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To get right to the point, you are what you write

How a lawyer writes mirrors how that person thinks. Depth of understanding, force of reasoning, and clarity of expression all blaze from a person’s pen.

This blog has connected effective writing to effective lawyering in various ways (See my posts of May 13, 2007: writing instructors; Sept. 21, 2005: writing coaches; May 19, 2006: comparative styles of firm lawyes and law department lawyers; Feb. 8, 2006: maximum of two drafts; and June 12, 2005: “a good lawyer sounds and writes like a lawyer.”). These posts, along with my defunct series on writing better, have all gone toward the quality with which one expresses oneself on paper (See my post of Jan. 4, 2008: why I stopped the writing posts.).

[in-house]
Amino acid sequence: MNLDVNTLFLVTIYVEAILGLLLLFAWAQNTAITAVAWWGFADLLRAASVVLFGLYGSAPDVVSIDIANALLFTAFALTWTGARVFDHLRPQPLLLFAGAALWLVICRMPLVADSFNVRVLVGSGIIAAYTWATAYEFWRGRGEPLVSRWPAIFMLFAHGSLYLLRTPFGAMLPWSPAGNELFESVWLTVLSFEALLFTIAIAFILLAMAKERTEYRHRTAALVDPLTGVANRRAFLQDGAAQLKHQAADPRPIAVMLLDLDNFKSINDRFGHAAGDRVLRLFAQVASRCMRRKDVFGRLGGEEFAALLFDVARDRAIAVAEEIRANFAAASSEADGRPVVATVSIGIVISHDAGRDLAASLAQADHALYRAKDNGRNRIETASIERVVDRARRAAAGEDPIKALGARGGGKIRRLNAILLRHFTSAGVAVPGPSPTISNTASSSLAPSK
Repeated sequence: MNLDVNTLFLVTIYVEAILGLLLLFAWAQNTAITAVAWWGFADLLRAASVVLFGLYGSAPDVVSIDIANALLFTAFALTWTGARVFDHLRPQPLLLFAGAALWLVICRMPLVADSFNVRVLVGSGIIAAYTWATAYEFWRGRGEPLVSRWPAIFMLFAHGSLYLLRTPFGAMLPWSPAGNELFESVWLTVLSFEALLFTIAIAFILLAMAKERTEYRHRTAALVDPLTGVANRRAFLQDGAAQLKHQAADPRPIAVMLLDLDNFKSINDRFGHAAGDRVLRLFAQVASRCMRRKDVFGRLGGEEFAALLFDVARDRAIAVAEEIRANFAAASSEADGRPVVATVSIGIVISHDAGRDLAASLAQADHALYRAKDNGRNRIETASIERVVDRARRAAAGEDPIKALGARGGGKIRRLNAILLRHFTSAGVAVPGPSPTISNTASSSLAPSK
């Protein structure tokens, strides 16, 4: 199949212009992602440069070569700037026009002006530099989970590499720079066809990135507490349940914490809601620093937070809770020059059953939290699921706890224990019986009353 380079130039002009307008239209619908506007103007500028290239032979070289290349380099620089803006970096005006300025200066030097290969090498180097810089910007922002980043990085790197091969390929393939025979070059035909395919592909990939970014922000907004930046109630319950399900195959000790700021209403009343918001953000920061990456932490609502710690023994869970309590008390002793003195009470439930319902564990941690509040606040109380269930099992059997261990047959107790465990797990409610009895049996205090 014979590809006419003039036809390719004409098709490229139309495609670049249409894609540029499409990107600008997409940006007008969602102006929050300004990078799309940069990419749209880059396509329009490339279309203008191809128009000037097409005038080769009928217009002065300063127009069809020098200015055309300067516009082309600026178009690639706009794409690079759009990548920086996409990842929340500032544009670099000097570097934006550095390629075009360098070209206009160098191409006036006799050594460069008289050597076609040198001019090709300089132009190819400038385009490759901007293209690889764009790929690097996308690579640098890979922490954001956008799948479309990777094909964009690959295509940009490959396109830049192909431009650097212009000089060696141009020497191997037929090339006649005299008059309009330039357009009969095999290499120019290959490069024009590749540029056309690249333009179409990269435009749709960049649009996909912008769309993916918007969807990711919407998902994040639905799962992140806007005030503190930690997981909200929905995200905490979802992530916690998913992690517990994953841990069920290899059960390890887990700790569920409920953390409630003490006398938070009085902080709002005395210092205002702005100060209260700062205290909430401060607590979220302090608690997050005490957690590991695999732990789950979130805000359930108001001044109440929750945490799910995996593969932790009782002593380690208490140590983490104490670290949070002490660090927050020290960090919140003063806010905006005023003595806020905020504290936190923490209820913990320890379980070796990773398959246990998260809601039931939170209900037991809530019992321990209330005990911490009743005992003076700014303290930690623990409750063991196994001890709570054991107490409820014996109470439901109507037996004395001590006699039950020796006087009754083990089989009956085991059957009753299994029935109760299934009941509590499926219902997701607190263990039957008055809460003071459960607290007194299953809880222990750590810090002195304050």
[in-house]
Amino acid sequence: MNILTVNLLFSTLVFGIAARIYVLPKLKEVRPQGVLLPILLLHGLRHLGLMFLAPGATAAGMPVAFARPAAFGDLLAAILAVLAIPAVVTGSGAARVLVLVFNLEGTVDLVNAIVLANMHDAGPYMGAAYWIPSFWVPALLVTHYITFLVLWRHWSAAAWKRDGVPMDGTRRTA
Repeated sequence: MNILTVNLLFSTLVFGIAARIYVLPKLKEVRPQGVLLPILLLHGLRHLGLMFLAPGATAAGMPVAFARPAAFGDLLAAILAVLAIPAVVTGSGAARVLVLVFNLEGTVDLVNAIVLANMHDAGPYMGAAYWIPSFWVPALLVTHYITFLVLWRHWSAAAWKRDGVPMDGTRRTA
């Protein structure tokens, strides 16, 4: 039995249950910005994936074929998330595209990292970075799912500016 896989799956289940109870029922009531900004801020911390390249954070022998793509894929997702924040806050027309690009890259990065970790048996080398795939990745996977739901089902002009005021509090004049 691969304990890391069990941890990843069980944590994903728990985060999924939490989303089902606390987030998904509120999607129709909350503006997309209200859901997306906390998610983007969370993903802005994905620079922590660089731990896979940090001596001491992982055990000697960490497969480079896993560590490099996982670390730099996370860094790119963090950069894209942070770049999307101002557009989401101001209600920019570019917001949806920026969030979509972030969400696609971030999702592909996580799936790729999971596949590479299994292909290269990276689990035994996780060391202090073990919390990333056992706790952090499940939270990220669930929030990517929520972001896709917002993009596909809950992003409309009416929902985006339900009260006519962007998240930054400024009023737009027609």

Other posts have talked about email, but more in the context of format and tone. I have also written generally about communication style (See my posts of June 20, 2007: working style of your boss.). Writing permeates almost everything an in-house attorney does; writing clearly increases productivity and boosts your value to your client.

To borrow from Continental Airlines, work hard, write well